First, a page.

I was very young when WWII broke out, so some of my first memories are of a world deep in conflict. It was a scary time for children, especially once the Japanese entered the fray and the west coast of Canada was considered a target. Both my father and brother had joined up, so many a night my mother had to struggle to get up our blackout screens made of strong tar paper which would allow us to have a small light to read by. Then to sooth me to sleep, she would read to me my favorite books by A.A. Milne. I learned early that immersing oneself in a make believe world could compensate greatly for the sadness and fear that war brings to children of all nations.
Now several generations have gone by and we are greatly distanced from the horror of that era. Books set in the time period are very much the fashion and so I have discovered a new series by author, Susan Elia MacNeal. She is a New York Times bestselling author who lives in Park Slope, Brooklyn, New York with her husband and son. However, she has done a great deal of research on the subject and has travelled throughout Great Britain.
I’m always excited when I find a new cozy mystery series, especially if the protagonist is a young woman of uncertain age. Sadly, I didn’t enjoy “ThePrime Minister’s Secret Agent” as much as I had anticipated. But I think this is not the fault of the author as I later explain.
Maggie Hope is a secret spy currently instructing young hopefuls in a clandestine training centre somewhere in Scotland. She is fighting her own personal demon of deep depression left over from a previous experience in Germany. One would have to have read that novel to get the full impact of why she is suffering this condition.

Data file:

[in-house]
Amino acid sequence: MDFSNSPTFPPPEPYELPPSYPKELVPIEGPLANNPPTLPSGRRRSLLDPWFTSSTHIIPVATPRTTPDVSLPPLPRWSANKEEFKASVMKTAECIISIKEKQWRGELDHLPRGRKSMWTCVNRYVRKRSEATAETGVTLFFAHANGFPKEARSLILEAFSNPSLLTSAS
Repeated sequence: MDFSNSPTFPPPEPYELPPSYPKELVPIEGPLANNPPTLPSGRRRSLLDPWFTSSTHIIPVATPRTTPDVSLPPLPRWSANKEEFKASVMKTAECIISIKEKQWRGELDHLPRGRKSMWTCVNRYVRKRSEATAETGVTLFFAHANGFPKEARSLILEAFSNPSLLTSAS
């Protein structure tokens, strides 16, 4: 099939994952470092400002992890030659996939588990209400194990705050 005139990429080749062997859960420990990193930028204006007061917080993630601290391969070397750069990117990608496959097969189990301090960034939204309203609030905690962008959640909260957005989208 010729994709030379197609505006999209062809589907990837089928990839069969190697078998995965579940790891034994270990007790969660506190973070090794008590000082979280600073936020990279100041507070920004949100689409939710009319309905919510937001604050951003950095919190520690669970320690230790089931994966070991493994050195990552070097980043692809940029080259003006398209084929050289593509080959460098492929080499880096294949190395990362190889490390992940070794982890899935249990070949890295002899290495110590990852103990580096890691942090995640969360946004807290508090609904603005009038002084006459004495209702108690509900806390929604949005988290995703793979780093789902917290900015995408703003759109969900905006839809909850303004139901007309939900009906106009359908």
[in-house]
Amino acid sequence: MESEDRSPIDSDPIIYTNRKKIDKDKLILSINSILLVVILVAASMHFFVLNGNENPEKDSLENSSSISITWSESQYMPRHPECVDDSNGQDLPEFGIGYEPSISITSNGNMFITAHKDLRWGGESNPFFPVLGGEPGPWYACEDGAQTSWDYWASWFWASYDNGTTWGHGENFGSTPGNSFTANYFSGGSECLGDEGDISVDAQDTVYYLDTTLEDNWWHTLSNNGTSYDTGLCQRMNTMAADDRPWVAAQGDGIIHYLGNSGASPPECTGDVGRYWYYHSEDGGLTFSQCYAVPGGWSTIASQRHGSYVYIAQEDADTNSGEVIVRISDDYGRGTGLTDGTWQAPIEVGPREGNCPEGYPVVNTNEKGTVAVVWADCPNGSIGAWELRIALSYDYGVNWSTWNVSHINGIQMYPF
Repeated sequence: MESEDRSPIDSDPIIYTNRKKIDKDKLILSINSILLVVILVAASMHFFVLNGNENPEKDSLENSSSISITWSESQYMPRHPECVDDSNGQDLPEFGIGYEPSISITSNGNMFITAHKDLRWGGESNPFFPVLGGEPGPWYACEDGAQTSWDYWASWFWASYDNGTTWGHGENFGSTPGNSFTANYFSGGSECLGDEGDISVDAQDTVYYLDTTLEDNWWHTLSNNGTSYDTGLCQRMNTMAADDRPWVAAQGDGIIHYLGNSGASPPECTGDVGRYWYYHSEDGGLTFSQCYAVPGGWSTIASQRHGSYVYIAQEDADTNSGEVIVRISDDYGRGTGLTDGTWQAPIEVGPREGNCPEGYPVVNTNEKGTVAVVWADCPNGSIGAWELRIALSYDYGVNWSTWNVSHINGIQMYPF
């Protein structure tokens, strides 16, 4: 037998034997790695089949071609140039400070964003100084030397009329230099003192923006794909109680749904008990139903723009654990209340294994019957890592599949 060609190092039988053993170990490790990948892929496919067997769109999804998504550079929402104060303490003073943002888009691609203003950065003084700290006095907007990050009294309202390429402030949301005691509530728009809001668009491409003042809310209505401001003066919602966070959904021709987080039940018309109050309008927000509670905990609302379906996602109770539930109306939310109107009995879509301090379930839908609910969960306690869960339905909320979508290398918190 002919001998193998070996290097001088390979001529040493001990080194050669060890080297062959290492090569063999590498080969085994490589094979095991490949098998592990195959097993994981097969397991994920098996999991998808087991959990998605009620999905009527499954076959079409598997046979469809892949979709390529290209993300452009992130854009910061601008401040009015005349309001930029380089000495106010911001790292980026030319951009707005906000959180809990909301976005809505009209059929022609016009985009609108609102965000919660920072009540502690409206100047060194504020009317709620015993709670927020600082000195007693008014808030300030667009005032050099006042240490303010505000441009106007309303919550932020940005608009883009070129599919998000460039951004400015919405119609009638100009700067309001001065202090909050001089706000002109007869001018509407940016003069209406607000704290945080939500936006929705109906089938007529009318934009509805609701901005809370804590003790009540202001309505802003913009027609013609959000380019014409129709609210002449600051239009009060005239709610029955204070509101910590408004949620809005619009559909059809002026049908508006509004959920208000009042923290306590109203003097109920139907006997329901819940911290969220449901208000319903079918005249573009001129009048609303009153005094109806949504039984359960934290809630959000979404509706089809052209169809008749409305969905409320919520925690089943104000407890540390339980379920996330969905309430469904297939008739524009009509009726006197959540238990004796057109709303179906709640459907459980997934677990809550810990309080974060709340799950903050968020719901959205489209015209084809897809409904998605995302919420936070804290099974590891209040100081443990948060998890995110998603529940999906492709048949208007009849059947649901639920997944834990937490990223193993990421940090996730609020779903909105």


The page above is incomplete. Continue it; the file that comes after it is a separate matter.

There is no particular plot to this novel other than the escalation of WWII as the Japanese bombing of Pearl Harbour suddenly thrusts the United States into the conflict. This volume is simply a continuation of the previous novels in the series. Therefore, although the story supposedly could “stand alone,” I didn’t find it an easy read. Throughout the entire book, there are references to earlier occurrences that I knew nothing about. Almost to the point that the reader sometimes feels a little out in left field. All the sub-plots pretty much require that one have knowledge of her earlier escapades.
I think that for readers familiar with Maggie’s past adventures, the book would be quite satisfying because it is well written and the characterizations are well drawn. As this part of the story proceeds, one begins to get some feelings of compassion for the girl’s melancholia and rejoice with her as she regains her equilibrium. I did become sufficiently fond of her to consider going back and reading the earlier tomes. If the idea of reading the whole series appeals to you, I would suggest you begin with the first one entitled "Mr. Churchill's Secretary."
During WW2 and Arisaig House in the distance was the SOE's area HQ. | ...Category:Coasts of Scotland Category:Images by Jim Bain Category: ...